Could plasma-surfing electrons star in future particle accelerators?

From Los Angeles Times, Nov. 11, 2014

To find the tiny subatomic particle known as the Higgs boson, scientists had to build an accelerator with a 17-mile circumference — but with a little unconventional technology, such giant machines could one day be a thing of the past.

A team led by researchers at Stanford's SLAC National Accelerator Laboratory has used a plasma-based device that’s just a few inches longer than a paper-towel tube to punch particles up to energies 500 times higher than they could reach in the same distance in a typical accelerator.

Read more

Tip of the Week:
Ecology and Environment

Climate change and Fermilab's Site Sustainability Plan

Thunderstorms with the potential to affect Fermilab operations may increase in frequency and severity in the future. Photo: Steve Krave, TD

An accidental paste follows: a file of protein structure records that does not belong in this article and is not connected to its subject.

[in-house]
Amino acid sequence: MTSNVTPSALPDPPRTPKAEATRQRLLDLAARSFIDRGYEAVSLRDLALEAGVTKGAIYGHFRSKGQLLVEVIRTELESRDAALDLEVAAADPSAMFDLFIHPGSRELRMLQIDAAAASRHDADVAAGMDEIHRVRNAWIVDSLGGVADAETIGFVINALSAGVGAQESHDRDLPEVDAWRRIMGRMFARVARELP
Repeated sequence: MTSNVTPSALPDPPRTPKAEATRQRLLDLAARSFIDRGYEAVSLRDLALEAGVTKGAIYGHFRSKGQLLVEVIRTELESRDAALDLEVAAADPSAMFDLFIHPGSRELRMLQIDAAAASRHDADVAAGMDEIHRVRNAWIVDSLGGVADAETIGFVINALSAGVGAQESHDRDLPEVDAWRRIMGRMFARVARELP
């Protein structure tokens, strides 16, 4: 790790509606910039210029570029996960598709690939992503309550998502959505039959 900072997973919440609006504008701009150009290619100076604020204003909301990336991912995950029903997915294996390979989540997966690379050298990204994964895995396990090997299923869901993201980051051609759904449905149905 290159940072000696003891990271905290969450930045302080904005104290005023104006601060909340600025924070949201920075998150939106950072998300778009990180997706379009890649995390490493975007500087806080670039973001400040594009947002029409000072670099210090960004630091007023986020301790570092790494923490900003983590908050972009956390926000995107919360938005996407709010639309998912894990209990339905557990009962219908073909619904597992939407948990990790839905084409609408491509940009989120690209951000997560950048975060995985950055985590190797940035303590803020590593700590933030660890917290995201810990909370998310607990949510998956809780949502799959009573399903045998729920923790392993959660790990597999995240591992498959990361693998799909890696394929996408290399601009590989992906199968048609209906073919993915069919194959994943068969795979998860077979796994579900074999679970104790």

Once again, it is time for Fermilab, along with all other DOE facilities, to prepare a report on our sustainability efforts over the past fiscal year. We are also asked to look ahead to a plan for this fiscal year to help DOE and the federal government at large to fulfill national sustainability goals. The goals include efforts to improve energy and water efficiency, increase the use of renewable forms of energy, minimize the generation of waste, and design, build and operate safer, smarter, and more efficient buildings.